It’s time for a green restart and locally-led adaptation at Falmouth University and beyond

It’s time for a green restart and locally-led adaptation at Falmouth University and beyond
Image: Jake Causley

With World Environment Day coming up in June, we caught up with Falmouth University Sustainability Coordinator Jake Causley.

As he states, this annual event urges us to appreciate our surroundings of the natural world and recognise our place within it.

Rightly so! We are facing both a climate and ecological crisis that’s hacking through our world’s ecosystems and destroying our planet’s future. The time to act is now.

So in light of this climate-centric event, we wanted to find out from Jake what Falmouth University’s stance is on sustainability and see if there are any green campus initiatives in the pipeline.

Universities play a pivotal role in educating the next generation of eco changemakers. By inspiring change through learning and teaching and instilling an eco-friendly campus vibe, they can steer staff and students towards a more sustainable lifestyle.

Hence why Jake and his team aim to promote and deliver a green restart at Falmouth University.

‘’When people come to our campus, we want sustainability practices to be common practice and common knowledge.

‘’For instance, we will strive for a united behavioural change and promote a circular campus community by inspiring students to use their reusables rather than opting for single-use plastics.’’

Universities also have an upper hand when instilling new behavioural changes in young people - studies prove that when you start a new stage in your life, you’re more likely to ingest new information and adjust your habits.

According to Professor Jeffrey Jensen Arnett, emerging adulthood (ages 18-25) is considered the ‘volitional years’ of life.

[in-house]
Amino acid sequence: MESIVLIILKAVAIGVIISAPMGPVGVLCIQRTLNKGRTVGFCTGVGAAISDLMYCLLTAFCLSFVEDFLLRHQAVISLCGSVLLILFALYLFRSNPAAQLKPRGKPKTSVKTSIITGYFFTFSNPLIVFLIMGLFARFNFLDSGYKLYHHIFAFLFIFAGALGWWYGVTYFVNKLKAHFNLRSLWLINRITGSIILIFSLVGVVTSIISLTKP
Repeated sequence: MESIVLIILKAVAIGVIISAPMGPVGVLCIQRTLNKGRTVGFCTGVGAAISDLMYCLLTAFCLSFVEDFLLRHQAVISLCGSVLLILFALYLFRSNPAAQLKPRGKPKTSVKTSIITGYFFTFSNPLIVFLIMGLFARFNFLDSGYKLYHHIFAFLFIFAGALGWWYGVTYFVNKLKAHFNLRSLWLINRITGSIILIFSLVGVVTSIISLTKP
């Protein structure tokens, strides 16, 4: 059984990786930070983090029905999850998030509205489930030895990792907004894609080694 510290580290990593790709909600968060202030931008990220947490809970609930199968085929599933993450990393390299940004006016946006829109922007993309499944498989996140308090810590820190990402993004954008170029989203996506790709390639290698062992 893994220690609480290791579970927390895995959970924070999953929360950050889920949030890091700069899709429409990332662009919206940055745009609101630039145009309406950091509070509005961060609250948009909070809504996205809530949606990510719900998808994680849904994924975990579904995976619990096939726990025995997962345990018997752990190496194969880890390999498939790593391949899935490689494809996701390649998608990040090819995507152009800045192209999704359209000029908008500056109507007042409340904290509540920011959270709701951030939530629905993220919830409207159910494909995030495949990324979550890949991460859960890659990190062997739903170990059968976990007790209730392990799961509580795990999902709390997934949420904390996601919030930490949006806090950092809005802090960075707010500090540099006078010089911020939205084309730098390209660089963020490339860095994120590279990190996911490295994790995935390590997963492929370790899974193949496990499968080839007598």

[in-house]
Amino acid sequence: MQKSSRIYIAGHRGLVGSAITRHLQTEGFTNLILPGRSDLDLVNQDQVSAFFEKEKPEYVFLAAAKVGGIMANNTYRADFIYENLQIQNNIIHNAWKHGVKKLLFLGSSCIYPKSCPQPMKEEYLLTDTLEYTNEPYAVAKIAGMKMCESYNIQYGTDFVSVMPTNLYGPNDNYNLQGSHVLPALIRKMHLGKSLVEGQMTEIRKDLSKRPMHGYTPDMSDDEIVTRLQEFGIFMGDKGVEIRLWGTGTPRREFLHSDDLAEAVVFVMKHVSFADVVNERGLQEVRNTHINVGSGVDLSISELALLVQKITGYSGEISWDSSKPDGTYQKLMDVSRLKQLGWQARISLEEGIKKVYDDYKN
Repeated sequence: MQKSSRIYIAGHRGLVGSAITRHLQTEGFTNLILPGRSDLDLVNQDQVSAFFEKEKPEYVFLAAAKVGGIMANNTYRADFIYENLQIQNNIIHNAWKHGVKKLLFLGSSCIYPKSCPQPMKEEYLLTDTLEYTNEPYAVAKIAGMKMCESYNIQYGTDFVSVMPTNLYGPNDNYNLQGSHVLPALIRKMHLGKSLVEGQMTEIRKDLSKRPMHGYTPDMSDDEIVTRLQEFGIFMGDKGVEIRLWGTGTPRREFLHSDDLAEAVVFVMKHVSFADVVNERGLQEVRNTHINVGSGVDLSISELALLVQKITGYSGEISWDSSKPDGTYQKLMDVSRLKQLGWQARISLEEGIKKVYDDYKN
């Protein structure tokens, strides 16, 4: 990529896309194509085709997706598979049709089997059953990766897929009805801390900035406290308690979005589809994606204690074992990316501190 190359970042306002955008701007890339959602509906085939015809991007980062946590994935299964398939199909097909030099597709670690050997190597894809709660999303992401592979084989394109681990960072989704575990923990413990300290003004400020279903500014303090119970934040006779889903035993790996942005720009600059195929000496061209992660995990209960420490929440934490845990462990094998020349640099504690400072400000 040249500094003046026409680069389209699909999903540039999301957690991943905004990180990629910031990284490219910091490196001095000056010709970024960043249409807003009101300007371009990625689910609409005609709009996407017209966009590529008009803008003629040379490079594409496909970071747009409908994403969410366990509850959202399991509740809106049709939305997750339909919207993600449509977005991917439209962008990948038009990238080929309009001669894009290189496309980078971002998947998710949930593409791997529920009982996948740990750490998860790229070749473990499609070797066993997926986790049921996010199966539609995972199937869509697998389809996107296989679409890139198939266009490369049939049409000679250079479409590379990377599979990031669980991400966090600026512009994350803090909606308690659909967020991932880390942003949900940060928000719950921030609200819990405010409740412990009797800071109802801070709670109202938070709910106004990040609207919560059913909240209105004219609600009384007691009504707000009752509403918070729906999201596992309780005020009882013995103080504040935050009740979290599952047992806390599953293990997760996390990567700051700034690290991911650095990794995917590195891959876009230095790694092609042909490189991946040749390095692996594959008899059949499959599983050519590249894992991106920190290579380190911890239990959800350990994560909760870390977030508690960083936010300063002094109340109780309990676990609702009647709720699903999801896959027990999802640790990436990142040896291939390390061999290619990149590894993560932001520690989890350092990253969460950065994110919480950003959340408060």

Arnett professes that this stage of life projects a purpose-striving attitude and allows individuals to develop the character qualities necessary for becoming self-sufficient.

And as the United Nations advises in its Little Book of Green Nudges, ‘’Humans are creatures of habit and it can be difficult to change our behaviour once we’ve gotten into a routine, but you can capitalise on or generate moments of disruption to help people start new habits.’’

Therefore, if universities educate their learners about sustainability while they’re in their volitional years, there’s an increased chance that they graduate as habitually green students, ready to teach others how to be sustainable.

Image Source: Jake Causley
The Sustainability Coordinator also adds that business and community engagement (Knowledge Exchange) is something that the university takes seriously. 

Falmouth also takes ownership over its community engagement. The university is always looking into ways to share their sustainability expertise with local youth groups, community groups, schools, businesses, and more...

‘’We’re still researching ways to support local reforestation community projects because we want to help communities engage more with nature and generate community-based action around Cornwall,’’ said Jake.

‘’By collaborating with local communities and channelling small projects to tackle big problems, we can make a lasting impact.’’

However, since the pandemic hit UK communities and businesses hard, that sense of community needs to be rebuilt.

That’s why Jake advises us to think local and support those that have been impacted by COVID-19:

‘’Why opt for international agencies to outsource work when we already have incredible resources on our doorstep?

‘’For example, if we want to start a reforestation project, there’s an amazing horticulturist down the road and a host of tree-loving landowners who we could collaborate with. We need to look locally first.’’

Staff and students can also play a massive part in supporting local communities and businesses at Falmouth University and beyond.

Whether it's an academic setting up a new external eco-partner for a few sustainability events, or a university staff member who knows someone already running a sustainable project others can contribute to- everyone can join forces to create a more locally-led campus community.

So if you’re around Cornwall and you want to find out how you can work together with Falmouth University to carve a more sustainable path,  feel free to contact Jake by email at:

Or if you want to know how KEVRI can empower your university’s community and business engagement, contact us today.

After all, knowledge is power when shared and we all achieve much greater things together!



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